All access with deepest granularity
There is also a common scenario in which there are two access levels within the organization: people who can see everything (“all access”) or people with some reasonably definable subset of entitlements. This is most commonly seen for embedded applications—the organization hosting the data can see everything, but each client can only see their own data. In this case, you need a way to return the full data for the “all access” users, while maintaining the deepest granularity joins for all other users.
For this technique, you will use Tableau groups to create an override using a calculation in the join condition.
- Create a group for users who should see all the data (here called All Access)
- From the fact view, create a left join with two join conditions
- The first join condition should be on the column that represents the deepest level of granularity
- The second join condition should be two calculations:
- On the left side (the fact view), for the calculation, enter
- On the right side (the entitlements view), the calculation should be:
IF ISMEMBEROF('All Access') THEN False ELSE True END
- On the left side (the fact view), for the calculation, enter
- On a sheet, create a calculation structured as:
[Username] = USERNAME() OR ISMEMBEROF(['All Access'] ([Entitlements View)])
- Create a data source filter on the username calculation
If a user is a member of the All Access group, then the join becomes a left join on
True = False. This means there are no matches at all in the entitlements view, so the entire fact view is returned with NULLs for the columns from the entitlements view (zero duplication). In the case where the user is not part of the All Access group, the
True = True join condition doesn’t change anything and the join will function as expected.
The user calculation used as a data source filter is true for all rows when the group override is working, or it will filter down to only the user’s deepest granularity in the hierarchy.
When a visualization is viewed in Tableau (Desktop, Server, or Online), Tableau sends an optimized query to the RDBMS which then processes the query and sends results back to Tableau to render the visualization with the resulting data. The order of operations for when joins, calculations, and filters are carried out depends on the query optimizer and how the query is executed.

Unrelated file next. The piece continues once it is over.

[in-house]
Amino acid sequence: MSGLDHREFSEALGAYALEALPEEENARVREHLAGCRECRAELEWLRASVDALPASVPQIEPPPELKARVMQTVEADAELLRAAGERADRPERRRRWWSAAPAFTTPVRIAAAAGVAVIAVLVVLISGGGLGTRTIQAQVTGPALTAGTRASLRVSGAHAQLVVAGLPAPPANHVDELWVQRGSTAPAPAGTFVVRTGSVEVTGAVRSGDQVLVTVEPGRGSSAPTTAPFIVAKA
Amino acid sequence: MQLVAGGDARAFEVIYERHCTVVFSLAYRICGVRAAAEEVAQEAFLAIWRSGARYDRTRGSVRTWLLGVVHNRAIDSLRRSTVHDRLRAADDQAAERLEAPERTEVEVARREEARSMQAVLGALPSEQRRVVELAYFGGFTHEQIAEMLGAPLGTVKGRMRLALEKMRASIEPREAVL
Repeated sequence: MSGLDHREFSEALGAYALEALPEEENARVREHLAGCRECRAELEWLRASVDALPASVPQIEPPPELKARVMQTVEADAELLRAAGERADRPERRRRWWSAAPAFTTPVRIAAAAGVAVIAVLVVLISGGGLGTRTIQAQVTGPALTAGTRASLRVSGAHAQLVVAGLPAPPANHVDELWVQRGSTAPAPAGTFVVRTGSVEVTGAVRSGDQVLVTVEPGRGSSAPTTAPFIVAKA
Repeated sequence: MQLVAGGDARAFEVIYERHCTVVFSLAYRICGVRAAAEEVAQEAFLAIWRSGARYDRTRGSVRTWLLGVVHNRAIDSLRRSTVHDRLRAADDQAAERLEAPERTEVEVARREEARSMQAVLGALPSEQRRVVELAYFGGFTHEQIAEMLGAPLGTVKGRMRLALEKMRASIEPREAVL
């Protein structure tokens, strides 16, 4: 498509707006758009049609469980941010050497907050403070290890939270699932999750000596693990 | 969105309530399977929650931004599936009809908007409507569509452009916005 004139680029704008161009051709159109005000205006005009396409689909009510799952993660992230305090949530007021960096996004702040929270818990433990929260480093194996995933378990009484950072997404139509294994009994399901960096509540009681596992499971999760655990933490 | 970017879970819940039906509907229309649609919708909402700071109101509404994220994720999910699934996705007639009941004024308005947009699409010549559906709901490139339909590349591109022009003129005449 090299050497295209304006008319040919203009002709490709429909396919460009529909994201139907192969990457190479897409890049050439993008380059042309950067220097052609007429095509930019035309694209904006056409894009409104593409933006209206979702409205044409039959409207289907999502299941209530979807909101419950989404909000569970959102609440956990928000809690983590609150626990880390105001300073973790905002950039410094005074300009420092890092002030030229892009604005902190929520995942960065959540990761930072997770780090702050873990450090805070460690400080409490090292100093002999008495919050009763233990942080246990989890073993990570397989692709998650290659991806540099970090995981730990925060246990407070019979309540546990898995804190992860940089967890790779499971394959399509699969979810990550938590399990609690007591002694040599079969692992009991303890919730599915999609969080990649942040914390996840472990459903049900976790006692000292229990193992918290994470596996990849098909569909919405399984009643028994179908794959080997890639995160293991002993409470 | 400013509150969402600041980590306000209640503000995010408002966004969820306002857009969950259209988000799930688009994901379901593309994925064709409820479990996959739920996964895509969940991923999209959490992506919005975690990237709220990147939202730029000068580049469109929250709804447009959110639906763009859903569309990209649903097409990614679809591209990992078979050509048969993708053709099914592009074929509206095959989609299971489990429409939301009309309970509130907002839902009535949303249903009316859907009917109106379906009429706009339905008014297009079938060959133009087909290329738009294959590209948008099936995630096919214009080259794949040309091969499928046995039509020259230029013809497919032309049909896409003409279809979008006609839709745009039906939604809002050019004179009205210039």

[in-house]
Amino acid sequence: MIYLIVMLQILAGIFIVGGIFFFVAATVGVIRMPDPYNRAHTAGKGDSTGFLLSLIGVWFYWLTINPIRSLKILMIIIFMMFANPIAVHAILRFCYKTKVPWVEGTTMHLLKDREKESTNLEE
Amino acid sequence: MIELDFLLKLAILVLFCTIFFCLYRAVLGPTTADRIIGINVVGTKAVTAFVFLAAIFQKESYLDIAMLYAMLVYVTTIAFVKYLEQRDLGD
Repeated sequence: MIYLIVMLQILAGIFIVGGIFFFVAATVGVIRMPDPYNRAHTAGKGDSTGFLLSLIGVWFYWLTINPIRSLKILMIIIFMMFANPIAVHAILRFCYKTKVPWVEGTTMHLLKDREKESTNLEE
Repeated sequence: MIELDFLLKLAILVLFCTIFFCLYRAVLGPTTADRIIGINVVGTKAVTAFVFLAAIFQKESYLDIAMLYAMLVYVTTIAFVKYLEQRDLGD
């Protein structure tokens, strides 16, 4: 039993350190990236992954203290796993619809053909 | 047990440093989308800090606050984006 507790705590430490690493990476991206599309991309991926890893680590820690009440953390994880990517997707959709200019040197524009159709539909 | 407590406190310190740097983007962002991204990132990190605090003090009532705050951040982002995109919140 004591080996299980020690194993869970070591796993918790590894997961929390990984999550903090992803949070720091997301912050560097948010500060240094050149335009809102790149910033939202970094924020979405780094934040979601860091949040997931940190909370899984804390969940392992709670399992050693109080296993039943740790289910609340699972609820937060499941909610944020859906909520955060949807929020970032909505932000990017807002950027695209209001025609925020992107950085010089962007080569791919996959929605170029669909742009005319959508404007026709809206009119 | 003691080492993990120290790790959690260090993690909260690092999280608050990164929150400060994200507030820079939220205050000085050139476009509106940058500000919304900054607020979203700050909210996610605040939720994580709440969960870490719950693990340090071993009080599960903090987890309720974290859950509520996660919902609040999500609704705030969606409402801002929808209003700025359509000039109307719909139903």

When using a live connection to a data source in Tableau, the performance of the query execution is dependent on the query optimizer which translates the incoming SQL into an efficient plan for retrieving the data.
There are two ways the query can be processed:
- Filter the entitlement rows to the user then join to the fact table
- Join the entitlements to the fact table then filter to the user’s rows
In an ideal situation, the query optimizer will ensure the database processes the query by filtering then joining. If a user is entitled to everything, this means the maximum number of rows processed will be the number of rows in the data table.
If the database processes the query by joining then filtering, there may be duplication of data. The maximum number of rows processed will be the number of users entitled to see that particular row times each row in the data table.
It will be clear if this second scenario happens: your queries take a long time to finish, you get errors, or there is an indication of performance issues in the database. Your total data volume will expand exponentially, which could cause inordinate system strain on the backend.
When the data source in Tableau is a live connection, Tableau sends every query that is necessary to render a particular viz or dashboard to the RDBMS. When the data source is an extract, the process of querying data from the underlying data source only happens at extract creation and refresh. All of the individual queries for visualizations are answered by the extract engine from the extract file.
The same order of operations issue is present when building single table extracts. However, the “blowup” will happen both on the underlying data source and within the resulting extract itself.